If the Michigan Wolverines didn’t have bad luck, they wouldn’t have any luck at all. An encouraging and competitive season for the Maize and Blue took one final wrong turn on a wrenching night in Ann Arbor, Michigan.
The scene was set in all its energy and color: A yellow-shirted throng at Crisler Arena was about to celebrate a victory that would improbably yet undeniably thrust the hometown Michigan team onto the NCAA Tournament bubble and the heat of the at-large conversation. Coach John Beilein was on the verge of knocking off the Wisconsin Badgers and gaining a high-quality win that would have vaulted the U of M to 8-8 in the Big Ten and 18-11 overall. Michigan lacked high-value non-conference wins, but a respectable showing in conference play, combined with a triumph over coach Bo Ryan’s Badgers, would have given the NCAA Division I Men’s Basketball Committee fresh reason to look at Beilein’s boys. After an immensely disappointing 2010 season in which Michigan missed the postseason entirely, this year witnessed a substantial amount of progress in Ann Arbor. The NCAAs were not a realistic expectation in the fall, but as the Wolverines took a 52-50 lead in the final seconds against Wisconsin, an emergent sense of possibility began to enter the minds and hearts of Michigan men and women. Just one more defensive stop, and the Beilein Bunch would have its biggest triumph of the season safely in hand. Bubble talk was about to bubble up on the UM campus.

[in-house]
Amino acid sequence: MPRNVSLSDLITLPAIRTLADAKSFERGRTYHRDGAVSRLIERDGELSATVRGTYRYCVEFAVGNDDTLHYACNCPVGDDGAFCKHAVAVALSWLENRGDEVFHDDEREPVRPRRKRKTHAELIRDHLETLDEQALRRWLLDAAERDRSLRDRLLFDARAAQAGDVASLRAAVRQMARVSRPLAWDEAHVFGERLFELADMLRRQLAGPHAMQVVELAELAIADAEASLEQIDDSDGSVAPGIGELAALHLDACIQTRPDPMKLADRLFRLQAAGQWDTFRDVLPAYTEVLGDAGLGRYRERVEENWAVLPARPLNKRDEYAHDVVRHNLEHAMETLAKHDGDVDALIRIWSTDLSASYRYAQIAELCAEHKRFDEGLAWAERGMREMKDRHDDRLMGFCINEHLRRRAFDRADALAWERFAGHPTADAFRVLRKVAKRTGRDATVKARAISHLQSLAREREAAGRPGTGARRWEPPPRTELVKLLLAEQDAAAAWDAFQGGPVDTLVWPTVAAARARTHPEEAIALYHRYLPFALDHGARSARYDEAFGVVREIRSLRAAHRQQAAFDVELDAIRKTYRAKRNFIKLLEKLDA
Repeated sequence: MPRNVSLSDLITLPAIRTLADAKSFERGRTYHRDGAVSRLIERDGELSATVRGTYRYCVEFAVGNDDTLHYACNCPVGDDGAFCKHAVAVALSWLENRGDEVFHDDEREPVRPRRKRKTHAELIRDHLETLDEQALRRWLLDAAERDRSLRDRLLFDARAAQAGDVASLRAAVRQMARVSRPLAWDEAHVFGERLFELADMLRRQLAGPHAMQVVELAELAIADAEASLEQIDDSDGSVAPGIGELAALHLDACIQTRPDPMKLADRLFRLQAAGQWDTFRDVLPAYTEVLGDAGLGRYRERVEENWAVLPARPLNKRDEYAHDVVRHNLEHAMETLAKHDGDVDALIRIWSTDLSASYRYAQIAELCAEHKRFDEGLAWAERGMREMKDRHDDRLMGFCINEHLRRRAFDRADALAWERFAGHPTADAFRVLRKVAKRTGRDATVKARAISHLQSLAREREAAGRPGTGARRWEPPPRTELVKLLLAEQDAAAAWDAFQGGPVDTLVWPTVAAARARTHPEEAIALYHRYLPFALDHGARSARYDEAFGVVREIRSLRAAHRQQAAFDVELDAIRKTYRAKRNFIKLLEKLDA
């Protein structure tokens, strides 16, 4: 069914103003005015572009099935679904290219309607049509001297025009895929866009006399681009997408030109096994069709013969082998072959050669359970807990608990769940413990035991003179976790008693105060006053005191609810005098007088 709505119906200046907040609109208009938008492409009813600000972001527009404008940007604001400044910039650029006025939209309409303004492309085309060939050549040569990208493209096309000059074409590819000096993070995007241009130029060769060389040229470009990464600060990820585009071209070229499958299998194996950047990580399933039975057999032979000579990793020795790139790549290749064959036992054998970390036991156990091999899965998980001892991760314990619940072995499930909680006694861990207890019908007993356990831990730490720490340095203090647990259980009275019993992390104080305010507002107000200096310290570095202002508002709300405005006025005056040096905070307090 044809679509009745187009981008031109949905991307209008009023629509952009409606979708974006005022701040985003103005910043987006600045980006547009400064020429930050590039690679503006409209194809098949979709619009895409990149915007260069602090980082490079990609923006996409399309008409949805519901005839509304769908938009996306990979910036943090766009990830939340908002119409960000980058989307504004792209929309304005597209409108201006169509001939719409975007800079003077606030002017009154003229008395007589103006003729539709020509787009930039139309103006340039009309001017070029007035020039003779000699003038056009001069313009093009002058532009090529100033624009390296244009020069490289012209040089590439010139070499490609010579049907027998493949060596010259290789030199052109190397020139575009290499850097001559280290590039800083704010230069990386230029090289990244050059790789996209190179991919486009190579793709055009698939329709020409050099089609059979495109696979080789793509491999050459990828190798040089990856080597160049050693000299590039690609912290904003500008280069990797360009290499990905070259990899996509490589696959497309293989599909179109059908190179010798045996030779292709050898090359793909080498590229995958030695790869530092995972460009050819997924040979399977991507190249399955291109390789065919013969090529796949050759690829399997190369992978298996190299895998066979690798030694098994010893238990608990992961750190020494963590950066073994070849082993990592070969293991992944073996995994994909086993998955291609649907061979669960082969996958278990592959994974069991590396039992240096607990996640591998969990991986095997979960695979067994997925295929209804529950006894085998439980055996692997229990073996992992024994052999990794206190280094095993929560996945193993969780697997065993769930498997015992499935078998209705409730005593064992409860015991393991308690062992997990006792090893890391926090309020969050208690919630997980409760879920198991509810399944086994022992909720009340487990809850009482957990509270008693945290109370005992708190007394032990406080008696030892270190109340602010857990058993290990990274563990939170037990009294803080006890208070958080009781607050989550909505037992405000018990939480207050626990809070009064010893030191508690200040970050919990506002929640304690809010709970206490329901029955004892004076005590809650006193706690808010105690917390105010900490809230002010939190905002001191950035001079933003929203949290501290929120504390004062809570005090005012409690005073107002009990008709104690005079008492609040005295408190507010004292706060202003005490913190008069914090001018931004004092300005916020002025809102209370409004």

And then it happened.
Yes, just when Michigan began to dream big dreams, Josh Gasser shattered them. Wisconsin’s not-so-noted guard, the one who plays in the shadow of all-world performer Jordan Taylor, stole the show… and ripped out Michigan’s guts… with one improbable shot.
The sequence that led to Gasser’s dagger unfolded thusly: Michigan wisely double-teamed Taylor on the left wing with about five seconds on the clock. Taylor surveyed the landscape and accurately concluded that he’d have to give up the ball. Taylor found Gasser at the top of the key, just beyond the three-point line. Gasser was open, but he actually rushed the shot once he caught the ball with roughly 1.5 seconds left. Perhaps thinking he needed to release the ball a split-second earlier so that his shot would count, Gasser flipped the ball awkwardly with his shooting hand. The ball wasn’t shot with textbook form; it was released almost like a push-shot. Nevertheless, the ball banked off the window and into the bucket, leaving Michigan stunned… and in possession of a now-certain NIT ticket unless it wins the Big Ten Tournament.
Michigan just can’t catch a break. A team that lost by three to Syracuse, by four to Ohio State, and in overtime to Kansas has played well against elite teams this year. The Wolverines, alas, simply haven’t won. That’s how the cookie has crumbled for them in a 2011 season that’s been full of nothing but bad luck.